Reaction to proposed telecommunications, internet sale tax proposals

Reaction to proposed telecommunications, internet sale tax proposals
Published: Feb. 1, 2016 at 11:17 PM CST|Updated: Feb. 2, 2016 at 3:09 AM CST
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NEW ORLEANS, LA (WVUE) - Taxes for telephones and internet purchases are among the revenue-generating ideas that Gov. John Bel Edwards has proposed.

But some worry that tax hikes could not only adversely affect individuals, but also businesses.

Edwards proposes to renew and increase the state's monthly landline and cell phone telecommunications tax. Currently, the tax is two percent for interstate services, meaning calls to someone in another state, and three percent for intrastate telecommunication services and sales of prepaid telephone cards. Edwards recently proposed a five percent rate for both.

According to the Louisiana Department of Revenue, effective April 1 of this year the tax rate on interstate telecommunications is to go down to one percent, while the tax rate on intrastate telecommunications would remain at three percent. During the 2014-2015 budget year, the three percent tax on intrastate telecommunications generated approximately $44 million and the two percent tax nearly $7 million.

"We have to get our budget back in line, running this deficit every year, it's just hurting us," said Sherri Tarr, who said she would support higher taxes given the state's fiscal predicament.

"No more state taxes, at all. It's unnecessary," said Eve Mille.

Another proposal would require sales taxes on all internet purchases. Miller said that is her primary way of buying goods.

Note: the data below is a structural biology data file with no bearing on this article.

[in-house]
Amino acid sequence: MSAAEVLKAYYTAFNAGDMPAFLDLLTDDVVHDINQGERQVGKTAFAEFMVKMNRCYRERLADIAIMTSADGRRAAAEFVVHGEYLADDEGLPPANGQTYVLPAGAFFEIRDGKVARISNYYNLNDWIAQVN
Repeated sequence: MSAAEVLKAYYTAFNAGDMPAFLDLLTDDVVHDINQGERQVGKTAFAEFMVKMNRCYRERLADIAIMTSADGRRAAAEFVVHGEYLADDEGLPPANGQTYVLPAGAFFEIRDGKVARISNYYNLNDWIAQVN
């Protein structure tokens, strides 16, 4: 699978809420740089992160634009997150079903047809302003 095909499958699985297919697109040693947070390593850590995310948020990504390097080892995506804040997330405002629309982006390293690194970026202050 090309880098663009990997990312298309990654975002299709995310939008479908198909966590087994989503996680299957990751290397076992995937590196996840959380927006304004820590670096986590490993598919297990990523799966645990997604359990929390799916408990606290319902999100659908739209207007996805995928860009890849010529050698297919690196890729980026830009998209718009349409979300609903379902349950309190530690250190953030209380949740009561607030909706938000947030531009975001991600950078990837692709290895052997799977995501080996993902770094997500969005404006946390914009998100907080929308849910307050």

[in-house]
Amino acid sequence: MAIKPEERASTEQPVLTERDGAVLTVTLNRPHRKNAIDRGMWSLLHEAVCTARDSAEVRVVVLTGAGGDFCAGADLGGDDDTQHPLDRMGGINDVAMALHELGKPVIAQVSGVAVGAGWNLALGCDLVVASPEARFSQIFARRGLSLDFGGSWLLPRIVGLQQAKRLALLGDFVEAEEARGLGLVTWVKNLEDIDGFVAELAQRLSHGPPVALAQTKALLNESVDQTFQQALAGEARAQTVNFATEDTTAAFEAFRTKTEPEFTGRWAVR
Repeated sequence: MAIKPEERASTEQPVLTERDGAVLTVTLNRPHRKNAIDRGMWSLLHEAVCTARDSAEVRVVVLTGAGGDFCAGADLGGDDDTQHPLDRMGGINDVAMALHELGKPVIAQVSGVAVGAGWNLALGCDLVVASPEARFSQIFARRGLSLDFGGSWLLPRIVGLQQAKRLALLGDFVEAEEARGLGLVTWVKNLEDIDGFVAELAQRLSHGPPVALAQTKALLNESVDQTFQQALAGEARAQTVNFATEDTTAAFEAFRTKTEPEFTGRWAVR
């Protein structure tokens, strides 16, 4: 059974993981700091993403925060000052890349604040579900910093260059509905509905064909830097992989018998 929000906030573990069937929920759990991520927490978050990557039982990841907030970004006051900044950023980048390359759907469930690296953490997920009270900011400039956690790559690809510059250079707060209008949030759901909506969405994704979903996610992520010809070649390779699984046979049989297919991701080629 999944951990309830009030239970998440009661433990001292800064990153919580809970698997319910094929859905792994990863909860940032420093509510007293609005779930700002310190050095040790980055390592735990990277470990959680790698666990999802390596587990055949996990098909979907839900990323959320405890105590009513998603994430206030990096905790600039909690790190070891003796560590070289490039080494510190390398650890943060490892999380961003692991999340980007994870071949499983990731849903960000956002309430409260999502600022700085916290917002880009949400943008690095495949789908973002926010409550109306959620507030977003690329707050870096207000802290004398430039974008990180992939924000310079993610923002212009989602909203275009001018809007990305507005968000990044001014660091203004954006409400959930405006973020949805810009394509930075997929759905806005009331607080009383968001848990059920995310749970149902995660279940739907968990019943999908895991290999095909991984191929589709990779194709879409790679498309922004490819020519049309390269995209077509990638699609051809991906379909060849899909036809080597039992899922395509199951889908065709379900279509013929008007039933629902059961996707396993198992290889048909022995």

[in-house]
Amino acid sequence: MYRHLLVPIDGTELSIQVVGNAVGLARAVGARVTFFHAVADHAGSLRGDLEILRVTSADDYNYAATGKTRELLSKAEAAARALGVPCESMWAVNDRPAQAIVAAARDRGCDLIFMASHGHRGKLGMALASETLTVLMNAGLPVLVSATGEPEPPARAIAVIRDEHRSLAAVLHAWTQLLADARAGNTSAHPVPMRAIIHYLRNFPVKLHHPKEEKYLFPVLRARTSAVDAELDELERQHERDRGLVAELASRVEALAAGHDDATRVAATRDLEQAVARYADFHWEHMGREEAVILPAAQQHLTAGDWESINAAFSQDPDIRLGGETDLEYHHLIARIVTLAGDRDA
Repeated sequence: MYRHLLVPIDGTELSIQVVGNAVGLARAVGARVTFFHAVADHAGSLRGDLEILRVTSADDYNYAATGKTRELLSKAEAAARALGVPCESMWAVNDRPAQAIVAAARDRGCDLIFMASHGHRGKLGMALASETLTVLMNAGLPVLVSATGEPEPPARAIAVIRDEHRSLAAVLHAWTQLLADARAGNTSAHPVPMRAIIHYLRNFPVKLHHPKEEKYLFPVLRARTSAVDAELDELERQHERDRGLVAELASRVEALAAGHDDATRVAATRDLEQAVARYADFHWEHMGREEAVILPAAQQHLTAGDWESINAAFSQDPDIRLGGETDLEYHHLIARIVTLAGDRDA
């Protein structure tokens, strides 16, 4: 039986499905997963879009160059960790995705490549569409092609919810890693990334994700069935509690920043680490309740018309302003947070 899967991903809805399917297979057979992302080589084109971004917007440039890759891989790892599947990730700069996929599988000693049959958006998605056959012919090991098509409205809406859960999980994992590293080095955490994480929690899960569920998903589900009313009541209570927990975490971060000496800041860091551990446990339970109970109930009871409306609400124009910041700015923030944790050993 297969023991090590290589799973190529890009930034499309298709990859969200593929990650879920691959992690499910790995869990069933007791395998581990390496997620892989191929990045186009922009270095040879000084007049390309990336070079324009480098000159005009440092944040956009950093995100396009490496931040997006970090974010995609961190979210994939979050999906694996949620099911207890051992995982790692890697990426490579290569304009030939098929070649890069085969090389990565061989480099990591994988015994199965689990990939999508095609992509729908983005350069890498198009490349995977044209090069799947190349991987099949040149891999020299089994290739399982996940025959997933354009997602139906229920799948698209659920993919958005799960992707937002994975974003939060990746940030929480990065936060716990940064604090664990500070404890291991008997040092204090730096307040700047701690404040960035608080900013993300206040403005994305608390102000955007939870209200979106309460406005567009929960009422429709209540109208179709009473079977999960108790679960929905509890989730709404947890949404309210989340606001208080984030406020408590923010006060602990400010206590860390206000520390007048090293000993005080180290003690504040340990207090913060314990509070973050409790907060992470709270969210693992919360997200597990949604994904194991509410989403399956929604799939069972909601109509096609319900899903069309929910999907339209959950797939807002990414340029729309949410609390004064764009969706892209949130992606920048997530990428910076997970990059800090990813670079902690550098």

"There are alternatives, versus upping taxes on people who are already struggling to pay, so why would you do that?" she said.

Current law requires businesses online merchandise that have a presence in the state, i.e., actual stores, offices, or warehouses, to collect the tax and remit it.

"If the business has a presence in Louisiana or delivers into Louisiana in its own trucks, it should register for and charge Louisiana sales tax on the sales it makes to Louisiana customers," the Department of Revenue's website states.

"The internet tax, we believe that the businesses that are located here, and have brick and mortar presence in Louisiana are already paying that tax, so again this is more of a fairness to collect from the national firms like Amazon," said Todd Murphy, President of the Jefferson Chamber of Commerce.

Murphy said the Chamber has not taken a position on the governor's specific proposals. However, the group is on record as it relates to federal internet sales legislation.  It would require internet retailers making a million dollars, or more in annual sales to collect taxes, whether they have a physical presence in a state, or not.

"Our organization saw that not as a new tax, but just as a fair way to collect what should already be out there in the first place," Murphy said.

Certainly internet sales show no signs of slowing down. The Census Bureau said the estimate of U.S. retail e-commerce sales for the third quarter of 2015, adjusted for seasonal variation was $87.5 billion, an increase of 4.2 percent from the second quarter of 2015.

"I'm proud of the governor actually for taking this stand," Tarr said.

"We from the business community want to hear more about what type of spending cuts we can make before we dive into revenue increases, although we do understand that there will have to be some taxes increases."

He said they are still poring over the governor's proposals and could have an official position in coming weeks.

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